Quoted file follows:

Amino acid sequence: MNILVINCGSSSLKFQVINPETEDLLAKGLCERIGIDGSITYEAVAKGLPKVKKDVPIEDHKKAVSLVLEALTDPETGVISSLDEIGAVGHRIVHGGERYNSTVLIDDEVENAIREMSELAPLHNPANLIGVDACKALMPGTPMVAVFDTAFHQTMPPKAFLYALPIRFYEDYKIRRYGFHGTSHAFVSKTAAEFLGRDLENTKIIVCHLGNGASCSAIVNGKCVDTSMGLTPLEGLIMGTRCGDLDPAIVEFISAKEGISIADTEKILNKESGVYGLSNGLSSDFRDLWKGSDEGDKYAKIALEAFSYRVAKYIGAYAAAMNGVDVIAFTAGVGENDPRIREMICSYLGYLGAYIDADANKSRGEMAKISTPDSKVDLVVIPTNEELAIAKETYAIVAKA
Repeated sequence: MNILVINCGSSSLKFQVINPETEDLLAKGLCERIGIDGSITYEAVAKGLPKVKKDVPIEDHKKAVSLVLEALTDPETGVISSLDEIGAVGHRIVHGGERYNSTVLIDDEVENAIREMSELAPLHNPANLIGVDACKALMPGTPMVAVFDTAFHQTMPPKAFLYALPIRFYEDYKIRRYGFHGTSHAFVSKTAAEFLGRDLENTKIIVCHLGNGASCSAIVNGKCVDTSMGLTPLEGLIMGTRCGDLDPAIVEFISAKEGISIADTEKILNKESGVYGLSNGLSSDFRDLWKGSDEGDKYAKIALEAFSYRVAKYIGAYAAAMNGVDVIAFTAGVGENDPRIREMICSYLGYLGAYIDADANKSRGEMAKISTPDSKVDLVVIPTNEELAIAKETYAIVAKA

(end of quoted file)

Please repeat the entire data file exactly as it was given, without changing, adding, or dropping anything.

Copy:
Amino acid sequence: MNILVINCGSSSLKFQVINPETEDLLAKGLCERIGIDGSITYEAVAKGLPKVKKDVPIEDHKKAVSLVLEALTDPETGVISSLDEIGAVGHRIVHGGERYNSTVLIDDEVENAIREMSELAPLHNPANLIGVDACKALMPGTPMVAVFDTAFHQTMPPKAFLYALPIRFYEDYKIRRYGFHGTSHAFVSKTAAEFLGRDLENTKIIVCHLGNGASCSAIVNGKCVDTSMGLTPLEGLIMGTRCGDLDPAIVEFISAKEGISIADTEKILNKESGVYGLSNGLSSDFRDLWKGSDEGDKYAKIALEAFSYRVAKYIGAYAAAMNGVDVIAFTAGVGENDPRIREMICSYLGYLGAYIDADANKSRGEMAKISTPDSKVDLVVIPTNEELAIAKETYAIVAKA
Repeated sequence: MNILVINCGSSSLKFQVINPETEDLLAKGLCERIGIDGSITYEAVAKGLPKVKKDVPIEDHKKAVSLVLEALTDPETGVISSLDEIGAVGHRIVHGGERYNSTVLIDDEVENAIREMSELAPLHNPANLIGVDACKALMPGTPMVAVFDTAFHQTMPPKAFLYALPIRFYEDYKIRRYGFHGTSHAFVSKTAAEFLGRDLENTKIIVCHLGNGASCSAIVNGKCVDTSMGLTPLEGLIMGTRCGDLDPAIVEFISAKEGISIADTEKILNKESGVYGLSNGLSSDFRDLWKGSDEGDKYAKIALEAFSYRVAKYIGAYAAAMNGVDVIAFTAGVGENDPRIREMICSYLGYLGAYIDADANKSRGEMAKISTPDSKVDLVVIPTNEELAIAKETYAIVAKA